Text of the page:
SPS Military Implications (1978)
Early review of the Solar Powered Satellite Project began in around 1978, and I was on the review panel. Although this was proposed as an energy program, it had significant military implications. One of the most significant, first pointed out by Michael J. Ozeroff, was the possibility of developing a satellite-borne beam weapon for anti-ballistic missile (ABM) use. The satellites were to be in geosynchronous orbits, each providing an excellent vantage point from which an entire hemisphere can be surveyed continuously. It was speculated that a high-energy laser beam could function as a thermal weapon to disable or destroy enemy missiles. There was some discussion of electron weapon beams, through the use of a laser beam to preheat a path for the following electron beam.
The SPS was also described as a psychological and anti- personnel weapon, which could be directed toward an enemy. If the main microwave beam was redirected away from its rectenna, toward enemy personnel, it could use an infrared radiation wave- length (invisible) as an anti-personnel weapon. It might also be possible to transmit high enough energy to ignite combustible materials. Laser beam power relays could be made from the SPS satellite to other satellites or platforms, for example aircraft, for military purposes. One application might be a laser powered turbofan engine which would receive the laser beam directly in its combustion chamber, producing the required high temperature gas for its cruising operation. This would allow unlimited on-station cruise time. As a psychological weapon, the SPS was capable of causing general panic
The SPS would be able to transmit power to remote military operations anywhere needed on earth. The manned platform of the SPS would provide surveillance and early warning capability, and ELF linkage to submarines. It would also provide the capability of jamming enemy communications. The potential for jamming and creating communications is significant. The SPS was also capable of causing physical changes in the ionosphere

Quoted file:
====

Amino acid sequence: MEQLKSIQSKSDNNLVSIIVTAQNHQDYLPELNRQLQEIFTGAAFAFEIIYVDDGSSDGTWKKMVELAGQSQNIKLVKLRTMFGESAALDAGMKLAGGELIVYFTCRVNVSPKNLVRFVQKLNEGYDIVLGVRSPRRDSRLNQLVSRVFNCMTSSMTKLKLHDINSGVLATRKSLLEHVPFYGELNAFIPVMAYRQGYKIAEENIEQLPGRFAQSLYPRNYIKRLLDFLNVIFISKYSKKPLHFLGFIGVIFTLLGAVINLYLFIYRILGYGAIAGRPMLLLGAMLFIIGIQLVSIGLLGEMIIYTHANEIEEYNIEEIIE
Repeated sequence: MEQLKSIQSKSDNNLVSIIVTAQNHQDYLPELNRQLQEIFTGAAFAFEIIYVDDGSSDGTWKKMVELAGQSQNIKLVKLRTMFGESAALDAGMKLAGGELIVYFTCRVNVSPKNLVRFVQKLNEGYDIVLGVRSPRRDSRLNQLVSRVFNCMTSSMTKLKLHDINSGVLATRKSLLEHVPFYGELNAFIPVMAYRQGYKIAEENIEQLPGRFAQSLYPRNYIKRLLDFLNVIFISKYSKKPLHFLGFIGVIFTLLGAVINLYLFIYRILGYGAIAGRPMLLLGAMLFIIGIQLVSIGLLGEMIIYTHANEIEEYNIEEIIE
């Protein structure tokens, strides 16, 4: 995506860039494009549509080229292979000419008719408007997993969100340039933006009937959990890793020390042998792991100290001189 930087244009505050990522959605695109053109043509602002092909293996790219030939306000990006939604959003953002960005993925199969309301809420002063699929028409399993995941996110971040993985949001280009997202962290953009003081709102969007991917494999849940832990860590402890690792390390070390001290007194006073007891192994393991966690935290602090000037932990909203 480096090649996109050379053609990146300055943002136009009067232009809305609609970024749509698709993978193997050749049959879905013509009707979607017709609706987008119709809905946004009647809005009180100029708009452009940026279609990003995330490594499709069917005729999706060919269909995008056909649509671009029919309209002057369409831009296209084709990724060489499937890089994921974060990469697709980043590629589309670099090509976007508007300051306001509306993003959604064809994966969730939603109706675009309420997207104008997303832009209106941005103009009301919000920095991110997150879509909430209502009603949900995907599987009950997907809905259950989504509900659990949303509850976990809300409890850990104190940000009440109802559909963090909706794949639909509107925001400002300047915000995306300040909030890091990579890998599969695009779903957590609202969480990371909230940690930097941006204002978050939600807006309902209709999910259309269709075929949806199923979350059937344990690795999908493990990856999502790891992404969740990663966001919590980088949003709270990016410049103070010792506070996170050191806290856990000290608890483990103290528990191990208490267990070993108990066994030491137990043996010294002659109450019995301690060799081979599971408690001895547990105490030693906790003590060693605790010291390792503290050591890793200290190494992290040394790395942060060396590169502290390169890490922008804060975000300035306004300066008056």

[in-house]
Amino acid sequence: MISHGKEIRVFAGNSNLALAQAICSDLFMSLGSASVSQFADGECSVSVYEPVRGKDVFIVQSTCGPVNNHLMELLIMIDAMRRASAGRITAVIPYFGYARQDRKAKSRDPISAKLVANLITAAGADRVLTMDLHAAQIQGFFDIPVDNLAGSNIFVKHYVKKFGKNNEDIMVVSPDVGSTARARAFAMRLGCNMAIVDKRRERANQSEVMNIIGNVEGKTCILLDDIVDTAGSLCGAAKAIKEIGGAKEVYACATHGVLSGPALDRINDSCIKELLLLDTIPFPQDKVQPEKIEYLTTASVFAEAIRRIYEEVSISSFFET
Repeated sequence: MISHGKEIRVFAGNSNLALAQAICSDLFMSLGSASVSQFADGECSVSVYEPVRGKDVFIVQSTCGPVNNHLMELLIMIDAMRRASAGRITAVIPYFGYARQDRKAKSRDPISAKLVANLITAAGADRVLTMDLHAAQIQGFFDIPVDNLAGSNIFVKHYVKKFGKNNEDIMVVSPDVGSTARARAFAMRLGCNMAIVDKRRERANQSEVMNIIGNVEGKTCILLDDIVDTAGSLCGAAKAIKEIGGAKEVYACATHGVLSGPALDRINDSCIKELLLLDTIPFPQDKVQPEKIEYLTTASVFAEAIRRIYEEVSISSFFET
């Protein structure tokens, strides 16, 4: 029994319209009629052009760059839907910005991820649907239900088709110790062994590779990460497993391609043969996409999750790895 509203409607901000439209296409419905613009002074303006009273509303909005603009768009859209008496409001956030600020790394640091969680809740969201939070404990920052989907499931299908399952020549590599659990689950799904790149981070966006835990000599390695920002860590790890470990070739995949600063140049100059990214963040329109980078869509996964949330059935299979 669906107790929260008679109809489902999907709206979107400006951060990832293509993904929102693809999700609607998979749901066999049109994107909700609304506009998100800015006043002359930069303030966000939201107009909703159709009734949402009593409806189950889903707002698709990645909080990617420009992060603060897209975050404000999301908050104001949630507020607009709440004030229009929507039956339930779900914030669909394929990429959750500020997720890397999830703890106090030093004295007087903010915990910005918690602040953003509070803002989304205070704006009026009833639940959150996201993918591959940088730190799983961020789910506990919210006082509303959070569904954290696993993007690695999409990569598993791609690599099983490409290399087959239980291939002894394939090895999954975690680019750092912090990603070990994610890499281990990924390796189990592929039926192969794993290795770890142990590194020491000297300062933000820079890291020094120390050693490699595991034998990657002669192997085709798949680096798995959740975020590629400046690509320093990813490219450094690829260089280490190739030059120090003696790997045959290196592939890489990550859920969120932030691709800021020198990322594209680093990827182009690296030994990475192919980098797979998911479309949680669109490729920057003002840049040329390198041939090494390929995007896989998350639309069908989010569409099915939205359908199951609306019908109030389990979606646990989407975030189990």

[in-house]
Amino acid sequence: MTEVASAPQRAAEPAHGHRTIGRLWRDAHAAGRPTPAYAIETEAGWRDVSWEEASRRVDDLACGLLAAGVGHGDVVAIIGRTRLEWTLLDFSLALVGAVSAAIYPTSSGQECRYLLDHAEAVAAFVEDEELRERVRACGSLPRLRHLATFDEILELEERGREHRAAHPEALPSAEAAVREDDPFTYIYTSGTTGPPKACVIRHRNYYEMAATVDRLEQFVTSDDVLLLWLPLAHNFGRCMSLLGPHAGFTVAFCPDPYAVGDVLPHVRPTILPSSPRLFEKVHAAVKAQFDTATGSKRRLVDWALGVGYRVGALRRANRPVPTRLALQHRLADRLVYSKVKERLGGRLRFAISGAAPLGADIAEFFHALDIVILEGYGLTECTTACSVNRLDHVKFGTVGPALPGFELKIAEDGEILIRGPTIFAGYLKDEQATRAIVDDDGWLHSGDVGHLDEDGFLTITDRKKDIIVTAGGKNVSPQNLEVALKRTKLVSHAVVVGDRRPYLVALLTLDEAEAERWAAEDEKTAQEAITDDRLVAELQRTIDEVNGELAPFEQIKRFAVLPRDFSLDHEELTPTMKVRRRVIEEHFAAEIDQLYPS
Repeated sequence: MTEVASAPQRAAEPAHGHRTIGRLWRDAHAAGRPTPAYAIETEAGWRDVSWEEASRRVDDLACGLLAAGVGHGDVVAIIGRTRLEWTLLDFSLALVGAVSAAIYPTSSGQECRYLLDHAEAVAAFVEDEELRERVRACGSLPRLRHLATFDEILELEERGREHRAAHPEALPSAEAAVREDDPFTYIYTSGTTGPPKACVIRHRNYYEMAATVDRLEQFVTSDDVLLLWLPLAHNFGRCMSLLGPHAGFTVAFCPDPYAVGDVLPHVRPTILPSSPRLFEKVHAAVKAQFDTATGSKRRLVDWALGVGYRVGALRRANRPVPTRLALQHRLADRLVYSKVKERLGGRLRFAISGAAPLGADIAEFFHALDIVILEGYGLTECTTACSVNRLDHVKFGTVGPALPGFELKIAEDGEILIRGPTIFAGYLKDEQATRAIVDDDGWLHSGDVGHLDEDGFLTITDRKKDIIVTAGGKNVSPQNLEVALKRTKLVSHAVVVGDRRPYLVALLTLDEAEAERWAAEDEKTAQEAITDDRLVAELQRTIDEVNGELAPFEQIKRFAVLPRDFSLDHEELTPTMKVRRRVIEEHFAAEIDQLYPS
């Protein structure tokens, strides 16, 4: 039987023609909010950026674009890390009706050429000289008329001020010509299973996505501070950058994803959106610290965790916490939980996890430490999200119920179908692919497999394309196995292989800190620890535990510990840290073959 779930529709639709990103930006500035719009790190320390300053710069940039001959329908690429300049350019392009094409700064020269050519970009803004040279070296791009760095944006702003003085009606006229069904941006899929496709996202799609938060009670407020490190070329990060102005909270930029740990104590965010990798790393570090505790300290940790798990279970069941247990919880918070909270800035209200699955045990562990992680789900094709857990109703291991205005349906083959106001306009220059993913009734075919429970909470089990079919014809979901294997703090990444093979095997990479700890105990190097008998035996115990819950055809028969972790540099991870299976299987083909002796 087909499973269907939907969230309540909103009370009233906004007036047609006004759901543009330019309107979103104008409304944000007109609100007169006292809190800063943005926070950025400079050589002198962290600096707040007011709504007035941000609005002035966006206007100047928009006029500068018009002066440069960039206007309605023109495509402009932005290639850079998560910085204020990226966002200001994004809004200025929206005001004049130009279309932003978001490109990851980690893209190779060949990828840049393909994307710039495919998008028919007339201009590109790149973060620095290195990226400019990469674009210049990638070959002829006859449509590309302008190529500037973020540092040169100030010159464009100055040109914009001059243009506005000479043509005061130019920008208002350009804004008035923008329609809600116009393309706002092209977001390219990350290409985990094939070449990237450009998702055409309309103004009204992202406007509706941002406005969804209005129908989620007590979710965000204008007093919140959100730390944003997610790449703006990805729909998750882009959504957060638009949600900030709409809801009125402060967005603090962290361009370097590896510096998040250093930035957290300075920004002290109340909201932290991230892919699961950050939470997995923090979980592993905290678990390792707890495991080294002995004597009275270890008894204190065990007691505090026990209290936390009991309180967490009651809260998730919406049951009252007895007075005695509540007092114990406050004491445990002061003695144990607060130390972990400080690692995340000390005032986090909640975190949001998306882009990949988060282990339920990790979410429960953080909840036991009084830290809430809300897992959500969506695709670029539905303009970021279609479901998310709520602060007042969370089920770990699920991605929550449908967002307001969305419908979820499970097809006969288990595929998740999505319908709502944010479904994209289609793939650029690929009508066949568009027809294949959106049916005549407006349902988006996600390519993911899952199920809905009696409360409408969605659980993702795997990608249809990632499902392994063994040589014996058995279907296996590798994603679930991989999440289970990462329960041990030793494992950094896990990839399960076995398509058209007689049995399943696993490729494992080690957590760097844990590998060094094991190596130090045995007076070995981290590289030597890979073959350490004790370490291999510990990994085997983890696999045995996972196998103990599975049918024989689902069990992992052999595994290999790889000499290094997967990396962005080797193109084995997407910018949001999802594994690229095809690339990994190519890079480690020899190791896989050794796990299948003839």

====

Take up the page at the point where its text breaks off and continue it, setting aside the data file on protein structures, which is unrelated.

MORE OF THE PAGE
President Carter approved the SPS Project and gave it a go- ahead, in spite of the reservation which many reviewers, myself included, expressed. Fortunately, it was so expensive, exceeding the entire Department of Energy budget, that funding was denied by the Congress. I approached the United Nations Committee on Disarmament on this project, but was told that as long as the program was called Solar Energy by the United States, it could not be considered a weapons project. The same project resurfaced in the US under President Reagan. He moved it to the much larger budget of the Department of Defense and called it Star Wars. Since this is more recent history, I will not discuss the debate which raged over this phase of the plan.